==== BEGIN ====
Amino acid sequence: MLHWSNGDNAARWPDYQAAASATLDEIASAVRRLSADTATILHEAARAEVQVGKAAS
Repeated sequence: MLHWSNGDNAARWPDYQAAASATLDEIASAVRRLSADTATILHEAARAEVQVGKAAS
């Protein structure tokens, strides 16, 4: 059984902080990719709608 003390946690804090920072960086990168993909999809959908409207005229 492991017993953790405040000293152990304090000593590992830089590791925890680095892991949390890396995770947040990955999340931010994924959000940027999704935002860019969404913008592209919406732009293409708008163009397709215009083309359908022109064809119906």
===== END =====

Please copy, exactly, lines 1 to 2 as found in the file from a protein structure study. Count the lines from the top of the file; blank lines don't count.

Amino acid sequence: MLHWSNGDNAARWPDYQAAASATLDEIASAVRRLSADTATILHEAARAEVQVGKAAS
Repeated sequence: MLHWSNGDNAARWPDYQAAASATLDEIASAVRRLSADTATILHEAARAEVQVGKAAS